Jomiro [04:16]

Absolutely. I think it’s one of those things that you only really come to appreciate once you’ve had to go through and claim, so rather than have that first experience, rather get up early.

Sumarie [04:27]


Jomiro [04:29]

And what’s one piece of advice that you’d give to entrepreneurs hoping to disrupt or enter a traditional industry?

Sumarie [04:40]

I think it’s a lot harder to enter a big, existing industry like the insurance industry. I always think it’s important to know exactly what it is that you want to improve or disrupt, so to speak because these industries have been around for hundreds of years, so they must be doing some things right.

Sumarie [05:07]

So, not to be too arrogant about it, but actually, to be 100% clear, when we started Naked, we were very clear in terms of the fact that we believed the current industry, although we have one of the best industries in the world, I still believe that it is not serving the needs of the modern digital customer well enough so that is what we wanted to focus on.

Sumarie [05:32]

The other thing we think is that there’s a conflict of interest, where every Rand they pay you in claims is a Rand less profit that they make. That is something that we wanted to improve. So, that’s what I normally tell people – make sure it’s something you are passionate about when you find that thing you want to improve.

Jomiro [05:52]

Diving a little bit more into you as an individual, what is one of the most worthwhile investments you’ve ever made? Could be money, time, energy.

Sumarie [06:04]

Yeah, anyone who knows me will probably be able to answer this question. I think as you go through your career, the thing that has helped me the most is never to forget to build those personal relationships and the connections as you go through your career. Whenever you want to do something amazing, you need an amazing group of people around you and they’re not just all of a sudden gonna miraculously appear, if you haven’t been working on building those contacts and connections as you go. Yeah.

Jomiro [06:40]

Super, super, super interesting. And then if you could only work for two hours per week on your business, what would you do or focus on?

Sumarie [06:49]

I don’t even know how I could only work that little as I’m passionate about it. My husband believes it’s like my hobby, everything is my work and my hobby because it just takes so much of my time, but if I only had that small amount of time, I would definitely focus it on making sure that I get feedback from my helpdesk team in terms of what are the latest and greatest things that they think we need to add to the offering and help to refine the roadmap of our product bowl.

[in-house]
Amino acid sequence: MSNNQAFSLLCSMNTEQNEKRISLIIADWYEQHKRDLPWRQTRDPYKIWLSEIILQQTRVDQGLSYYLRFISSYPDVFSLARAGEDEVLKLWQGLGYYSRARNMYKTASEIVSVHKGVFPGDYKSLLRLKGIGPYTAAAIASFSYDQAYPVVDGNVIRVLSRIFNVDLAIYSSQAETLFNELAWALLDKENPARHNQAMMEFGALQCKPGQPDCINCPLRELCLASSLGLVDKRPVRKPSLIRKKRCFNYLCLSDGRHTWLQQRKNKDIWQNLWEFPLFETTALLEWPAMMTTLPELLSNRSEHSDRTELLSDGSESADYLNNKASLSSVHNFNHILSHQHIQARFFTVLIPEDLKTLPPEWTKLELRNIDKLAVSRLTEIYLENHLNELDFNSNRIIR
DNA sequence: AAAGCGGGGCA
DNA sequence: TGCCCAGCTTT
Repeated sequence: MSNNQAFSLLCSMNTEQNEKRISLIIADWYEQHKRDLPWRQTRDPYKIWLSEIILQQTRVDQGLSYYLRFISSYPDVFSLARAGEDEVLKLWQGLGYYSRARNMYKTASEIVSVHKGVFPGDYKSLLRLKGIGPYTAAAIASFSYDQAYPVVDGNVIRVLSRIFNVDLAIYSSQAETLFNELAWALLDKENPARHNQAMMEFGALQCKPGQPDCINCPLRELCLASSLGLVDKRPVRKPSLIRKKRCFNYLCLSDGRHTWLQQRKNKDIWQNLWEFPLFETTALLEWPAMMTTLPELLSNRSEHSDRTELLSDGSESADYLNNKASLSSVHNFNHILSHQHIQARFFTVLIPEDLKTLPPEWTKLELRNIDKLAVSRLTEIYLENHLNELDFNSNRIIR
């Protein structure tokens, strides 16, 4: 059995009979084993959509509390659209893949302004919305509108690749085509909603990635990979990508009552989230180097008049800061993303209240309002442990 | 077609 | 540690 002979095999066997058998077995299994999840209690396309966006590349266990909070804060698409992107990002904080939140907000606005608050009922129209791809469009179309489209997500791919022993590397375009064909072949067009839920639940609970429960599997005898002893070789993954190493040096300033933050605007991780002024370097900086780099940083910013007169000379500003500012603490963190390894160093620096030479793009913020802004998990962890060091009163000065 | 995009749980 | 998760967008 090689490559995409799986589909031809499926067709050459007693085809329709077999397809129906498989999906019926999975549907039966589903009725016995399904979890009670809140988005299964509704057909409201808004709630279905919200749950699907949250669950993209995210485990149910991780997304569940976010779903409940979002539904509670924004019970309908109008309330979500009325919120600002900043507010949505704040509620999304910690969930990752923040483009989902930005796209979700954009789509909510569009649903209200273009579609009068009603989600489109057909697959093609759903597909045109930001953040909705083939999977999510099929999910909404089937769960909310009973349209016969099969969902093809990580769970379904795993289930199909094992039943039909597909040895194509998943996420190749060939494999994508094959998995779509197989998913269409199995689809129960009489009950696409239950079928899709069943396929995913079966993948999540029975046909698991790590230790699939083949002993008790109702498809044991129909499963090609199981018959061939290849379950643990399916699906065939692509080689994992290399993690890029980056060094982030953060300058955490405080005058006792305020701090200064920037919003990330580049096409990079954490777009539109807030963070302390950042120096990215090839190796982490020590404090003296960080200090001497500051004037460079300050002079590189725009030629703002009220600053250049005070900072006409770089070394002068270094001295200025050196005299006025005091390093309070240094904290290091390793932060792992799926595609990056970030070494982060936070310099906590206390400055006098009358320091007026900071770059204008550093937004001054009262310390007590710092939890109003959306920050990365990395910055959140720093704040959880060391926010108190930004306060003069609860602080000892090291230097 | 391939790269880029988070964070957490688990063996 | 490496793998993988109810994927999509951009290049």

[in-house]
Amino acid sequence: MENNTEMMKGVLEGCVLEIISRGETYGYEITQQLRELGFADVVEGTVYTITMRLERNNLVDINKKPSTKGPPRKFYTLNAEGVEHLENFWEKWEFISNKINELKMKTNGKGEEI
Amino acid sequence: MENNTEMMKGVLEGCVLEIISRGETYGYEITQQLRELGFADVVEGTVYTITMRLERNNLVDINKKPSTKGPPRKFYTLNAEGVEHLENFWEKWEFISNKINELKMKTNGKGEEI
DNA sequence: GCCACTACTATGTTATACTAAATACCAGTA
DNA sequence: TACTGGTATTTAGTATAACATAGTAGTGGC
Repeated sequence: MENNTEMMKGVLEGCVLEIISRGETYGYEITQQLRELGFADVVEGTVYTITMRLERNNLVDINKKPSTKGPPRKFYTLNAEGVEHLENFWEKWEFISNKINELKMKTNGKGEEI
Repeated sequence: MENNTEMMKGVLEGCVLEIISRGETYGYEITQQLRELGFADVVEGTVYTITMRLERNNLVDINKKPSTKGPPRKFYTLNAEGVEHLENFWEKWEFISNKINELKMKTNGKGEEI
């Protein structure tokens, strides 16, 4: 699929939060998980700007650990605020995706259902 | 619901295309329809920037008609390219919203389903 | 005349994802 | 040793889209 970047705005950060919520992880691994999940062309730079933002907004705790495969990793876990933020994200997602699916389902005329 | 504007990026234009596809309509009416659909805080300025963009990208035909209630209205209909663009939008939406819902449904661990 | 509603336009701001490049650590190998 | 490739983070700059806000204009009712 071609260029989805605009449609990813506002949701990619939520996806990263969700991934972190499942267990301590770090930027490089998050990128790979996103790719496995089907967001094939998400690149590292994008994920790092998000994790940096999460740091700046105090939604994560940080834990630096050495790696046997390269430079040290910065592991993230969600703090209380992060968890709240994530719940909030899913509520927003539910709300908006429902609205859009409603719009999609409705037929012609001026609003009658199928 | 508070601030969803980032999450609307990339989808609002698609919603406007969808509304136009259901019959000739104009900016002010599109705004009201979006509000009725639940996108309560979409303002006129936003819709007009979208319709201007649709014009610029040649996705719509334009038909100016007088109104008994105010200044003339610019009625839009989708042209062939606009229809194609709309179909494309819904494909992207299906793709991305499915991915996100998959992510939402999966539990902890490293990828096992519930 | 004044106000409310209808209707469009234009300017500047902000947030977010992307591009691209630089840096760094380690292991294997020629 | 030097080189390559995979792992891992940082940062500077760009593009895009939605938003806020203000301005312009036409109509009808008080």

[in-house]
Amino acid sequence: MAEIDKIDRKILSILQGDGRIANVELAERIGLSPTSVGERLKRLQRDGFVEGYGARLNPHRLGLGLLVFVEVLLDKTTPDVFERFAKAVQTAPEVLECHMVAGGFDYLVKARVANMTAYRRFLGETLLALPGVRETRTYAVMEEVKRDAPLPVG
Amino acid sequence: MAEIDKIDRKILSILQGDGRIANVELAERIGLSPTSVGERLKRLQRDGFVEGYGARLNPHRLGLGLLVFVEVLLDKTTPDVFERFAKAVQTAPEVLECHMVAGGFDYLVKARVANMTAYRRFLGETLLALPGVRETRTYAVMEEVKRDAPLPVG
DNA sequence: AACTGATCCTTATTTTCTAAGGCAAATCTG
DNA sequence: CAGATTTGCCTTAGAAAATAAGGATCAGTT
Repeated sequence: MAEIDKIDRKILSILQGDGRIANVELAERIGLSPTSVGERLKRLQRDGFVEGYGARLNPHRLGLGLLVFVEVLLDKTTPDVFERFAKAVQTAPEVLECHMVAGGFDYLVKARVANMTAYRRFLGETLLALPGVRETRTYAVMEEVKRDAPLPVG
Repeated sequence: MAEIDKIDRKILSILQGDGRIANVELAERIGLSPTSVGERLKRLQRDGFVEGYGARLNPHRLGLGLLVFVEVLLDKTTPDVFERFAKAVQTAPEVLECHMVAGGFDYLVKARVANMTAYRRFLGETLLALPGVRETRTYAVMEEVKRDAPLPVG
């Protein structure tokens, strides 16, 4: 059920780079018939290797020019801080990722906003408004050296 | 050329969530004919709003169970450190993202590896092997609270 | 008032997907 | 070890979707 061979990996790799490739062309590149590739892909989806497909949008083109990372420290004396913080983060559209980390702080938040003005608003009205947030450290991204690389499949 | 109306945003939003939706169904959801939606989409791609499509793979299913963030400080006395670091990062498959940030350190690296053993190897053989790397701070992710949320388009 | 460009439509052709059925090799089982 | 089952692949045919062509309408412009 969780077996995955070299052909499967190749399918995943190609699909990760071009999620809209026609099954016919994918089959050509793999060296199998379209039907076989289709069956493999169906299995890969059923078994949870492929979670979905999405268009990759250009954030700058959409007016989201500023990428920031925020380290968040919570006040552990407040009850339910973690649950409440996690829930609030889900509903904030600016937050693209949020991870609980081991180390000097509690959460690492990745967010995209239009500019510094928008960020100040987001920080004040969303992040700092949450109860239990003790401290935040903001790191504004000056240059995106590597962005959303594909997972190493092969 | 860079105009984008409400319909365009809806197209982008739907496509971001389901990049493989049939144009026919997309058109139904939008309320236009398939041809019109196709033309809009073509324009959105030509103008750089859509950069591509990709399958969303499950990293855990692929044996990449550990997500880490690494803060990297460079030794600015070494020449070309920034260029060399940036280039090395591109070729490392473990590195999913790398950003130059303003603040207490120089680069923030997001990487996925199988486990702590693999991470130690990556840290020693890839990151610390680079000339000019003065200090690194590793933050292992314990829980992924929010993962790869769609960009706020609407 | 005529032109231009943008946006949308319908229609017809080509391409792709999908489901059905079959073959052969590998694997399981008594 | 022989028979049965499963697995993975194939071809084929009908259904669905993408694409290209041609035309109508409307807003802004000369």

Sumarie [07:30]

We still have a lot of things that we are planning on doing and how we decide what to do next. That is really, really important – what our customers are telling us – so I would spend those two hours, making sure that I never lose sight of that.

Jomiro [07:48]

Super interesting. I’m zooming out again, back to the industry perspective. If you had to name one thing, what in your view is most broken about the traditional insurance model?

Sumarie [08:01]

Yeah, I think I kind of touched on this as well. I spent a very large number of years actually working with pretty much most of the insurers in the industry including advising them on how to get ready for the new modern digital customer. Now, what became abundantly clear to myself and my other Co-founders is that the current systems that they’ve got are really old and they were designed to always have a person between the customer and the system.

Sumarie [08:40]

To have the customer transact directly on that system is really, really difficult. It’s not impossible, but it would be extremely costly. As soon as you do that omnichannel, they have the call centres, the customer wants to do that as well. We decided the only way to actually do something about that is to build everything from scratch.

Sumarie [09:07]

Right from the beginning, know that you want your customer to self-service. So that’s one of the things, and the other thing is what I also touched on is why do so many people not like their insurer, especially short-term insurance? It’s very much a grudge purchase and people don’t like the insurance company. They do it because they have to and a large reason for that was this whole way in which the business model operates.

Sumarie [09:41]